Updated from May 25 to include Signet earnings.
High-end jeweler Tiffany & Co reported first-quarter earnings excluding one-time items came in at 64 cents a share, down 15% from the prior year. Wall Street expected 68 cents a share. Total sales declined 7% to $891 million, badly missing forecasts for $915 million.
Much like last year, Tiffany continued to battle weak sales in the U.S. as tourists shunned visits to its flagship destination in New York City because of the strong dollar and as local customers deal with a volatile stock market. Same-store sales in the Americas division excluding the impact of the strong dollar fell 9% year over year.
On a conference call, Tiffany executives said the store had tepid sales in the U.S. for its more expensive, statement and fine jewelry categories where product prices average about $5,700 but could reach well over $50,000 for a ring. The category represents roughly 23% of the business for the Americas segment.
Trends for Tiffany outside the U.S. weren't much better elsewhere. Same-store sales in Europe and Asia-Pacific declined 14% and 12%, respectively, when excluding the effects of the dollar. The bright spot for Tiffany continued to be Japan, where the economy has managed to avoid a recession and gain some steam. Same-store sales in Japan rose 5% on a constant currency basis.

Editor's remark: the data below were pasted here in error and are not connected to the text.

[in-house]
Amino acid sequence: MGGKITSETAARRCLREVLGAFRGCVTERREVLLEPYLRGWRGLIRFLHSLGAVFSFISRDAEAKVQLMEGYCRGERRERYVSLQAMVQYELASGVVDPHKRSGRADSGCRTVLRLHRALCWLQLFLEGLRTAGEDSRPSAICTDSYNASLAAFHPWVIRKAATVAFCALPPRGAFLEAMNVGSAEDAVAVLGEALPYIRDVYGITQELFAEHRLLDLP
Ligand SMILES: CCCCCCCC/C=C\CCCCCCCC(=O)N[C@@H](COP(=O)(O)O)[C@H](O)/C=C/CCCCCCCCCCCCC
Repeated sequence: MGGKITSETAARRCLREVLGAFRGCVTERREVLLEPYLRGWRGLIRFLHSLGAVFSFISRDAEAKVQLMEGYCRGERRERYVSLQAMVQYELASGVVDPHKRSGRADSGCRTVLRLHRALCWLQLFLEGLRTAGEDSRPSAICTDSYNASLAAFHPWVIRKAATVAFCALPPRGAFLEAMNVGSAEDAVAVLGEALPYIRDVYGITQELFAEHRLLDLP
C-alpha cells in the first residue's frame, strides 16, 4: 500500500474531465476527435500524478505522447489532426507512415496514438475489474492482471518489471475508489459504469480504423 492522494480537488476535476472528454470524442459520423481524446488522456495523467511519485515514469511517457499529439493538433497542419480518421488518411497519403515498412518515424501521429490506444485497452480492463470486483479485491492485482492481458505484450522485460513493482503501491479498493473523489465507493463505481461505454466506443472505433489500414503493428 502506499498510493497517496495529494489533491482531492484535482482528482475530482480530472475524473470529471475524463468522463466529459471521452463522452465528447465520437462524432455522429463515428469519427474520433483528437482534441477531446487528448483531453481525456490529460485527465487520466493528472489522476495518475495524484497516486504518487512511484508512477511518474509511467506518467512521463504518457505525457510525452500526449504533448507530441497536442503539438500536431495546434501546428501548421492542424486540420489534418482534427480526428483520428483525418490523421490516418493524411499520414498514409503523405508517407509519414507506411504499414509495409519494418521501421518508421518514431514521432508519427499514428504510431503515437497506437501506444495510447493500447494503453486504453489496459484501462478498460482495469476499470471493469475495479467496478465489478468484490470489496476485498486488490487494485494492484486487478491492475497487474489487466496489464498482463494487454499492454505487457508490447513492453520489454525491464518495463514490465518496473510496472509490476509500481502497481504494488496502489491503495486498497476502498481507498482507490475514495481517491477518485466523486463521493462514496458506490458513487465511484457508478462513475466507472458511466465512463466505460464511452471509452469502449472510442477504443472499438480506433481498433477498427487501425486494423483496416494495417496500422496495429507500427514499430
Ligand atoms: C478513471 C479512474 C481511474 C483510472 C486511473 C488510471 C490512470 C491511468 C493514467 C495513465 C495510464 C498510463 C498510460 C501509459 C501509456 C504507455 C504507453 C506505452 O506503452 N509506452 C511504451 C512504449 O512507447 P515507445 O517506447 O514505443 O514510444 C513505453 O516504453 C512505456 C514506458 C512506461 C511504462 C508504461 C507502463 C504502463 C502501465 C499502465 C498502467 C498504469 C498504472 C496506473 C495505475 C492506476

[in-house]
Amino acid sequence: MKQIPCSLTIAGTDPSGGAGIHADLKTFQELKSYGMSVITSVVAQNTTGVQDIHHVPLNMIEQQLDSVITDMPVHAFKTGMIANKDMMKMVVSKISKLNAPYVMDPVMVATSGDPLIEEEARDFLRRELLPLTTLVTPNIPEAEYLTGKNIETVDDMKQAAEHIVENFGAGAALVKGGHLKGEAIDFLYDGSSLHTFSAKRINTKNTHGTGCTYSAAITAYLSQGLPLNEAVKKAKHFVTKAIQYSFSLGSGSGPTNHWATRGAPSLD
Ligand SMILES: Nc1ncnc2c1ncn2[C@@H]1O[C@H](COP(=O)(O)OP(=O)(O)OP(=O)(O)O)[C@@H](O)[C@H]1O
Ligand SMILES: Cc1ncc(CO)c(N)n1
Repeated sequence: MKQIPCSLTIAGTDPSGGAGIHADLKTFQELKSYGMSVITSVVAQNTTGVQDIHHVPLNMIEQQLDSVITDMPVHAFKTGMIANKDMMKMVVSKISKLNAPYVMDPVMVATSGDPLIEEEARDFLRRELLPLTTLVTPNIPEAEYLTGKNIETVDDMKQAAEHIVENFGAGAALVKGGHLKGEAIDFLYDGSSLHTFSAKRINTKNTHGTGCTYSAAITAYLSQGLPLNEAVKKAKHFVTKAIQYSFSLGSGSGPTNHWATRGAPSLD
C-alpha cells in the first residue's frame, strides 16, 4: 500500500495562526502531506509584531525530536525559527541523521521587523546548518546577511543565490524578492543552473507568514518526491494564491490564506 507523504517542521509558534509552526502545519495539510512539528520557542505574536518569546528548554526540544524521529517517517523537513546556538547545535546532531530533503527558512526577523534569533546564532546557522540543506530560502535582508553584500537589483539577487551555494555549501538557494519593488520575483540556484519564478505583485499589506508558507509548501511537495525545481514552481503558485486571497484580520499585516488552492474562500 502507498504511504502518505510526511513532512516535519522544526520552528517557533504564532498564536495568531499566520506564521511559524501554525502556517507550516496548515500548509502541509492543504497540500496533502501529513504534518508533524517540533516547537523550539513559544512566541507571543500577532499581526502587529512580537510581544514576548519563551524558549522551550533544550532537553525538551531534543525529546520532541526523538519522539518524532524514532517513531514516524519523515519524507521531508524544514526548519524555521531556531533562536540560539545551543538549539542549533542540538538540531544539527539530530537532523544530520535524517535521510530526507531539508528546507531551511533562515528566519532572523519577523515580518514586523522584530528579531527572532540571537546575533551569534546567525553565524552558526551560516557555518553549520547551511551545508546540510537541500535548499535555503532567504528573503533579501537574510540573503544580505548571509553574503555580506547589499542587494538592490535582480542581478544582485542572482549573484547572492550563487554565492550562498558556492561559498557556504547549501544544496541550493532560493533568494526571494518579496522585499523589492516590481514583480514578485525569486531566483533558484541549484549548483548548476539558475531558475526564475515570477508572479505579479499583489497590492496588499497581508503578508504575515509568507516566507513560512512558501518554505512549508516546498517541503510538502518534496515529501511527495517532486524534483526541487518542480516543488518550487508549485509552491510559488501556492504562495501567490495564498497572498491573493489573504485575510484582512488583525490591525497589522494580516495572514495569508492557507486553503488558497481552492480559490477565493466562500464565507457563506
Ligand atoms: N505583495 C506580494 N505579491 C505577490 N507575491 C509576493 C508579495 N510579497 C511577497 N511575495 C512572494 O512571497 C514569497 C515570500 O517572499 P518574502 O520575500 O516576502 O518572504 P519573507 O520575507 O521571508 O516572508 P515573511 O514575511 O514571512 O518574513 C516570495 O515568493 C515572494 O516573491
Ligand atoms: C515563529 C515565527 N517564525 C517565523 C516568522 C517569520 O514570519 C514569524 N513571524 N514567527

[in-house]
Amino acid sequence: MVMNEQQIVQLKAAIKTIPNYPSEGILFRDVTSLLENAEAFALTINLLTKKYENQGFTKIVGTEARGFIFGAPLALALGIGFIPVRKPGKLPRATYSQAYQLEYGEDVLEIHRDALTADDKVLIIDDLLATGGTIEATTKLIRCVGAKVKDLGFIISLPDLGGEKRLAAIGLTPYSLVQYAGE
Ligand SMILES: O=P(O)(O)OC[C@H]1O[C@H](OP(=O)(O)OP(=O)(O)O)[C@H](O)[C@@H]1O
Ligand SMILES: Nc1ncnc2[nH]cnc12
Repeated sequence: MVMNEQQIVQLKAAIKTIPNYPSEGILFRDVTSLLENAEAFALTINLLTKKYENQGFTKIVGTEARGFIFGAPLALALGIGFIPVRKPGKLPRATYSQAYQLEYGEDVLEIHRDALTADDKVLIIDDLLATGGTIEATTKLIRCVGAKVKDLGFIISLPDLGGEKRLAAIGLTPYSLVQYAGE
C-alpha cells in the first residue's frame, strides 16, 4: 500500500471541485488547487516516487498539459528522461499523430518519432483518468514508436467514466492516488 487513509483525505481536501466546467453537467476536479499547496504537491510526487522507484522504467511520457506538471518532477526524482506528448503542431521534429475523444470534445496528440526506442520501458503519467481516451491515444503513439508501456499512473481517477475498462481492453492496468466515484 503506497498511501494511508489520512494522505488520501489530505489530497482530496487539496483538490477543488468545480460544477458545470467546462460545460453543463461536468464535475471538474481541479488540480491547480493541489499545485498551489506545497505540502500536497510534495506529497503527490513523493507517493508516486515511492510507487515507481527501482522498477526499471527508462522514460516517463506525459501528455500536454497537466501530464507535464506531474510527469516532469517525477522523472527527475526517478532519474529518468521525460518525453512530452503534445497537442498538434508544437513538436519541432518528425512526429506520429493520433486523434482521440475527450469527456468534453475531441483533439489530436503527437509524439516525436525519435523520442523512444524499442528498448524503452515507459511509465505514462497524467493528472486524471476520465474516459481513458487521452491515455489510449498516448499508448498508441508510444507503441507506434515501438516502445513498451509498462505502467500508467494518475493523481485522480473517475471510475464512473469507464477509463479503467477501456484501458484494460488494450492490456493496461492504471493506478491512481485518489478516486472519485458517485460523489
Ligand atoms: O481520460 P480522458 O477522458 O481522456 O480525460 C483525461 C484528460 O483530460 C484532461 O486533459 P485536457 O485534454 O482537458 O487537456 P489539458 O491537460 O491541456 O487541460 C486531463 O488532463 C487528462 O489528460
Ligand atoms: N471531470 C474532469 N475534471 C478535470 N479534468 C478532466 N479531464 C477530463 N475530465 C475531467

Tiffany's sluggish start to the year caused it to take a more cautious stance for the balance of the year. The company is now forecasting full-year earnings per share to fall by a mid-single digit percentage. Previously, Tiffany expected earnings between flat and down by a mid-single digit percentage.
Second-quarter earnings are seen falling about 15% from the year year. Wall Street was expecting an 8.1% drop.
Weakness at the high-end of the U.S. jewelry market in the first couple months of the year wasn't just a Tiffany thing.
Signet, which operates jewelry chains including Kay, Jared, and Zales, experienced a 9.3% sales drop at its higher end Gordon's Jewelers concept. More broadly, Signet said its strongest sales were in the affordable fashion jewelry category and secondarily, in bridal offerings.
Similar to Tiffany, Signet approached the second quarter with caution. The company outlined a same-store sales increase of 1% to 2%, below Wall Street forecasts for a 3.5% gain. Earnings adjusted for one-time items are planned in a range of $1.49 to $1.54 a share. Wall Street anticipated $1.55 a share.
Meanwhile, online jeweler Blue Nile (NILE) saw sales of products with price points more than $25,000 fall by $3 million from the prior year for the quarter ended April 3. About $2 million of the decline stemmed from sluggish demand for jewelry priced above $100,000. Meanwhile, upscale department store Nordstrom (JWN - Get Report) said it experienced "notably tougher trends in jewelry" in the first quarter.